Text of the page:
People with Addiction Need Support, Not Judgement


So I was reading my local newspaper this morning, and was dismayed to read a letter to the editor that criticized our county for paying for transportation for Medicaid patients to get to and from methadone clinics. The author of the letter said, and I am paraphrasing, that we should stop spending money on drug addicts.

I probably started growling without realizing it, because my fiancé asked me, “What?” I told him that I was feeling a desire to write a letter to the editor coming over me.

So I did. I wrote a letter, brief as I could make it while still containing all the facts, outlining my view of the importance of providing addiction treatment. I will send it to the newspaper, but here it is in a slightly edited version for my blog:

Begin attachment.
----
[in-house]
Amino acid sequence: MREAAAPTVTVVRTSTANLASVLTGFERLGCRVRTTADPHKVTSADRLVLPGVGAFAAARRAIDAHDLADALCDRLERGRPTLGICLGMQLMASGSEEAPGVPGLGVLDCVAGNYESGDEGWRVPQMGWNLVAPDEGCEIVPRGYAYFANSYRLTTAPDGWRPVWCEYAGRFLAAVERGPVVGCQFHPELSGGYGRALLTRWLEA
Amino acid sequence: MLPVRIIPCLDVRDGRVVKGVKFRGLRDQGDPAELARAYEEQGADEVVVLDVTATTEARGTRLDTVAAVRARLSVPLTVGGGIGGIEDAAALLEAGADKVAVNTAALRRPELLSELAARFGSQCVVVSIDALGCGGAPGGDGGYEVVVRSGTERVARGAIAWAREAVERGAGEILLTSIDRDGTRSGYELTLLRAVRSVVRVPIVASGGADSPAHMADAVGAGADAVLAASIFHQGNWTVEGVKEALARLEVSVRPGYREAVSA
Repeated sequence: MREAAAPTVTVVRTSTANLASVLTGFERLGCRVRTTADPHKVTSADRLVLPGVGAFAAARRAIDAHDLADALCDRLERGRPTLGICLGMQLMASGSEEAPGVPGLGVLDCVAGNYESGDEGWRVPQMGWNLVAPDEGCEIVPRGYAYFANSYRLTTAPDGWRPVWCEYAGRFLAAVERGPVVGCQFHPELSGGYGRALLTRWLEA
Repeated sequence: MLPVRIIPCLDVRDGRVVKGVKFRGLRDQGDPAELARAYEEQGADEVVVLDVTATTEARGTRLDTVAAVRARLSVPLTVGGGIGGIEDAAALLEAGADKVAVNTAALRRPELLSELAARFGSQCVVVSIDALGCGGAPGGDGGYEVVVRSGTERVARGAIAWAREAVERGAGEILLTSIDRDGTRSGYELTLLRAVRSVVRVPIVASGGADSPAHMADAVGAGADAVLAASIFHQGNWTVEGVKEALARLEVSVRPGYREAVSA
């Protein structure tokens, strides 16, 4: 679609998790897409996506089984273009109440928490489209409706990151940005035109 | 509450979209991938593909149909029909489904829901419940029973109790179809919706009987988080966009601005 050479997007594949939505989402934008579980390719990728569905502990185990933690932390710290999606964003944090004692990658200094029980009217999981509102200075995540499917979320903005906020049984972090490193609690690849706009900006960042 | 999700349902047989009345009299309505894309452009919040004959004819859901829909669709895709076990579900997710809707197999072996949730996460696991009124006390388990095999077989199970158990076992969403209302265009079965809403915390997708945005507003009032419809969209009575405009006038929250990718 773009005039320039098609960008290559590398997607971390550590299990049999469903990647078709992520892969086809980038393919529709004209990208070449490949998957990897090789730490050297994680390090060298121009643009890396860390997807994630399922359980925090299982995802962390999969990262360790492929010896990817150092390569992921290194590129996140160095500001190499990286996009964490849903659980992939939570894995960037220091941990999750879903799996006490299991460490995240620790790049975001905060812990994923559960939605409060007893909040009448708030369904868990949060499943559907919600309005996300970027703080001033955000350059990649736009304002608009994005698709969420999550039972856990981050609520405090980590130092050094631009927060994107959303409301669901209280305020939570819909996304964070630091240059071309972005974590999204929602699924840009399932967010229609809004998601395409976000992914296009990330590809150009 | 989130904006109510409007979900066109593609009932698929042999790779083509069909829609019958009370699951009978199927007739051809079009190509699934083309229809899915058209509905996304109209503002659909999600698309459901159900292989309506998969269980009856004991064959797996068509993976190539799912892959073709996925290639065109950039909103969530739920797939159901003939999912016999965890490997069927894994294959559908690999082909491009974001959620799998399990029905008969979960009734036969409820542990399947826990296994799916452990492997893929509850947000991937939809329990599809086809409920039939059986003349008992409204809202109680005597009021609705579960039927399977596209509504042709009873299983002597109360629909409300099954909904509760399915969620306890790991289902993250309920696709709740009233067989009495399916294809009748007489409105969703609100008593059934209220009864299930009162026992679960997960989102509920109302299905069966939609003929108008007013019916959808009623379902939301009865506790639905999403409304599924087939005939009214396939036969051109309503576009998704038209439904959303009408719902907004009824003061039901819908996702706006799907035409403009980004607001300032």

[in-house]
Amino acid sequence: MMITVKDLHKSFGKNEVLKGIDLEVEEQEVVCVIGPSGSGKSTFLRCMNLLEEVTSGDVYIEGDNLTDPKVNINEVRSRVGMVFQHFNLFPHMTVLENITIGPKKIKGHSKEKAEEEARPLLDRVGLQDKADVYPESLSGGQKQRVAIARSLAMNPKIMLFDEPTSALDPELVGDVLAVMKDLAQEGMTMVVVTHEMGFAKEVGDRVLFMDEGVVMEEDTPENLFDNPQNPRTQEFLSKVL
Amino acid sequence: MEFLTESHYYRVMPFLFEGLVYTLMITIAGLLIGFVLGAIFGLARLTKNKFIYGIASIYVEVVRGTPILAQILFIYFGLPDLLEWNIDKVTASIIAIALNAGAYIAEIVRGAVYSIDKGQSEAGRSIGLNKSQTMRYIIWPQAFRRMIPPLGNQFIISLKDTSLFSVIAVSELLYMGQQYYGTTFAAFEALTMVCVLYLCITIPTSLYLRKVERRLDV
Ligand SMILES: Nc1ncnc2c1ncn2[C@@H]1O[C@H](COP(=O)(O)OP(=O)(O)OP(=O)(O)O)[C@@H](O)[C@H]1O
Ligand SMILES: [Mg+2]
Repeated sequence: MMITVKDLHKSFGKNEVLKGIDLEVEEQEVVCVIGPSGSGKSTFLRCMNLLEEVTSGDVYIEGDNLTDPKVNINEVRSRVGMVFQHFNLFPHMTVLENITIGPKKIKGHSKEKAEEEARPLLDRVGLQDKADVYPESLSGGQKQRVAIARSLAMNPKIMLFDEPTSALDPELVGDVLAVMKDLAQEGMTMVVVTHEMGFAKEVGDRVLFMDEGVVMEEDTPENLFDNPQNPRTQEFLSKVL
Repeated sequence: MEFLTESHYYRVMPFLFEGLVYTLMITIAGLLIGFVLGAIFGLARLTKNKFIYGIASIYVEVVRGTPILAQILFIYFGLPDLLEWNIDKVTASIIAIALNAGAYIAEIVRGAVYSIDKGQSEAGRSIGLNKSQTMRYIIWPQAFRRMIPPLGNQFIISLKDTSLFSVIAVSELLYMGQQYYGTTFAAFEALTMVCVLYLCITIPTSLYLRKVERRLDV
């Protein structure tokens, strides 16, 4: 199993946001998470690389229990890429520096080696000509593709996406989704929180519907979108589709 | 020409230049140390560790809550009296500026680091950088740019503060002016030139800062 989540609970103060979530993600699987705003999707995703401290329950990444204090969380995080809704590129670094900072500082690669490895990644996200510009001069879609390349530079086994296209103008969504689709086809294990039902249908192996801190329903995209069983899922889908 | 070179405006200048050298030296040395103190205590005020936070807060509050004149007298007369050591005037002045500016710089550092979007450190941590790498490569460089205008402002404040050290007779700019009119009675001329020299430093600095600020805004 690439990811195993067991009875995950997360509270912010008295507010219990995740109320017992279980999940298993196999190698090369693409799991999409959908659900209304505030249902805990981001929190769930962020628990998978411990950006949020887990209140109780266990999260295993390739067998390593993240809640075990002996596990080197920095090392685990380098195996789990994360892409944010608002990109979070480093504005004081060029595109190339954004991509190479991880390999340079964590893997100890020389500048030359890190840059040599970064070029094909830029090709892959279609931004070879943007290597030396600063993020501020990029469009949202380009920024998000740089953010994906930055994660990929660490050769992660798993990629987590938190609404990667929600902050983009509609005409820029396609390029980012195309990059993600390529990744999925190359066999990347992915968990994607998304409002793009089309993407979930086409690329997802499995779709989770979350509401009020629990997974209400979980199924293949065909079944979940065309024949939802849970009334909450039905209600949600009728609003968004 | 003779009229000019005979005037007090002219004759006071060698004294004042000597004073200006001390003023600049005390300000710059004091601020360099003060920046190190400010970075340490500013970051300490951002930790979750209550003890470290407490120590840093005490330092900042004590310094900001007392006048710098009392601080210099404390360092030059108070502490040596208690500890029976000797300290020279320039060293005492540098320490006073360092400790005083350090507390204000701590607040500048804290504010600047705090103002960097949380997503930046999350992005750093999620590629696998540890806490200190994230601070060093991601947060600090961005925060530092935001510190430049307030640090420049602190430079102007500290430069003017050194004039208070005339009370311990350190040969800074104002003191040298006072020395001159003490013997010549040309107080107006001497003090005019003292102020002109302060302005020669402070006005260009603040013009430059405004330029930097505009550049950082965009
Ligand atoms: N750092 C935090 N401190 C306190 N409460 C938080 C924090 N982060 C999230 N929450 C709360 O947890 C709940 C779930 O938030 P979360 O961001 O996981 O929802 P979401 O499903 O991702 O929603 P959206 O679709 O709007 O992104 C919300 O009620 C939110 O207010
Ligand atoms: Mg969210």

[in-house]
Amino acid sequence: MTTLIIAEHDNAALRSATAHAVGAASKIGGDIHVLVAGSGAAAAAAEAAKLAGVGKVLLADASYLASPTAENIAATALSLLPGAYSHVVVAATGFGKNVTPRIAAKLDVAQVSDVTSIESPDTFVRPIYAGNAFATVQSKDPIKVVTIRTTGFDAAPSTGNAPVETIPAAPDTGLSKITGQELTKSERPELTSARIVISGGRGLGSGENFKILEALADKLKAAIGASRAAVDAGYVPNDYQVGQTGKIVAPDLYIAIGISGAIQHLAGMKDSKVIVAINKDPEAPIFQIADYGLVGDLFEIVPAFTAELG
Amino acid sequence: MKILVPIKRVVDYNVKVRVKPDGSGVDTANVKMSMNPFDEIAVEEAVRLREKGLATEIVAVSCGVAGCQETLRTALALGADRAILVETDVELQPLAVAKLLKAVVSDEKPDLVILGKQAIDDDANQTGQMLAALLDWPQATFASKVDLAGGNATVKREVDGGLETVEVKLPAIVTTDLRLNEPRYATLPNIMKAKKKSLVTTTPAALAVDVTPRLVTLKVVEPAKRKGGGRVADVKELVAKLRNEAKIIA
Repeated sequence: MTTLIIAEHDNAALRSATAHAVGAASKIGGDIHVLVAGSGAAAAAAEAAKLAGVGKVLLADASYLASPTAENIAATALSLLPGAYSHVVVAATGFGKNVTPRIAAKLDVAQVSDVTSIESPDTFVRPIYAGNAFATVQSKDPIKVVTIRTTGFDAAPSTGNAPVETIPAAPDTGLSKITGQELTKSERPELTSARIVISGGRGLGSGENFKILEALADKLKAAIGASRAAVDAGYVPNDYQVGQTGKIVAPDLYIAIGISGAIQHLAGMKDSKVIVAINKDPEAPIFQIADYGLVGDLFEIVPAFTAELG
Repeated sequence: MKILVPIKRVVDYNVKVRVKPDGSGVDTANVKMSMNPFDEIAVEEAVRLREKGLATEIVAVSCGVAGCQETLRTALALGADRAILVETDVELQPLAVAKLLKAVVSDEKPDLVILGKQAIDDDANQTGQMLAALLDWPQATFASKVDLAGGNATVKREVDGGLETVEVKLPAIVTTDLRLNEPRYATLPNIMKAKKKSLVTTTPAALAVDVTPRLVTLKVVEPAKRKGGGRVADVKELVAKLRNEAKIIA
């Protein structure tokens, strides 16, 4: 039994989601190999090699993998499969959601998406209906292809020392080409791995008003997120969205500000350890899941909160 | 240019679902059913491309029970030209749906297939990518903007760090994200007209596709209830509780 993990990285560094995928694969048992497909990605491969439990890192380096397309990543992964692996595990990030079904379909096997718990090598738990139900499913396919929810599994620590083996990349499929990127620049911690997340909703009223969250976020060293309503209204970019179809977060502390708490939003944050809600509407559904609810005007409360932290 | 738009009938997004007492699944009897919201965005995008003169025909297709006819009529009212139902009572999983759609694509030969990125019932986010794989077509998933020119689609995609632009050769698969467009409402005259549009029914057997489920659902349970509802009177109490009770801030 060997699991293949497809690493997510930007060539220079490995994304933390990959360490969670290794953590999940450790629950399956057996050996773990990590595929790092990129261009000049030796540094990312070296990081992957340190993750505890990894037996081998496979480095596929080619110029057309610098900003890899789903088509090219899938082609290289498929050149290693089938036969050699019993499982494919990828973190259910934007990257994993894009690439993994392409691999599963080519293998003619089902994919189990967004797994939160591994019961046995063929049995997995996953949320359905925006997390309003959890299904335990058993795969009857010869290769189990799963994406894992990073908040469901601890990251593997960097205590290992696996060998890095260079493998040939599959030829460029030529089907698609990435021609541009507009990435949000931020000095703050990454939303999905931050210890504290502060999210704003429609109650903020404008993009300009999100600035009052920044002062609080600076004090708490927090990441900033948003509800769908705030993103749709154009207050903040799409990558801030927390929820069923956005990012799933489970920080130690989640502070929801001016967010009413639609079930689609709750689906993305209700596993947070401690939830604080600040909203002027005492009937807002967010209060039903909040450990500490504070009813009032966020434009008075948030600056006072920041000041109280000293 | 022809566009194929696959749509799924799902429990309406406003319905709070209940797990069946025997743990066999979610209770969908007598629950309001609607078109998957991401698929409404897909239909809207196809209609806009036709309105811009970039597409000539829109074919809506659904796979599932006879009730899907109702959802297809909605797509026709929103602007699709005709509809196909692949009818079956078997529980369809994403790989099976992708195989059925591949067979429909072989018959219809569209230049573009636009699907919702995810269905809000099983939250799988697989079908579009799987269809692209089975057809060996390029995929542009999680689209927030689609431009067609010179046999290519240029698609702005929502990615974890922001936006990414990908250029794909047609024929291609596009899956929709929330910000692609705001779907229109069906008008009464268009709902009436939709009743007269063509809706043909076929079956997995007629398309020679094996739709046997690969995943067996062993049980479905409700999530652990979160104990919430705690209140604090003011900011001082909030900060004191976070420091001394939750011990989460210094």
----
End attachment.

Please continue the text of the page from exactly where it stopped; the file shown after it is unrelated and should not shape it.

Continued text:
“I’m writing in response to an angry letter to the editor in the September 11, 2015 issue of the paper. The author expressed shock and anger that her tax dollars were going to support “drug addicts.”

First of all, who does this person think these “drug addicts” are? I can tell you – They are our friends and neighbors and fellow residents of our county. For some people, the phrase “drug addicts” may still conjure images of depraved street bums, but that’s not accurate. As the medical director of an opioid addiction treatment center, I can tell you that my patients are good people. They didn’t plan to become addicted, and they certainly don’t want the addiction to continue. Anyone can develop addiction, and that’s particularly true with opioids. If the author of that letter to the editor isn’t afflicted by addiction, she should be grateful, and feel compassion towards her neighbors who do have this potentially fatal disease.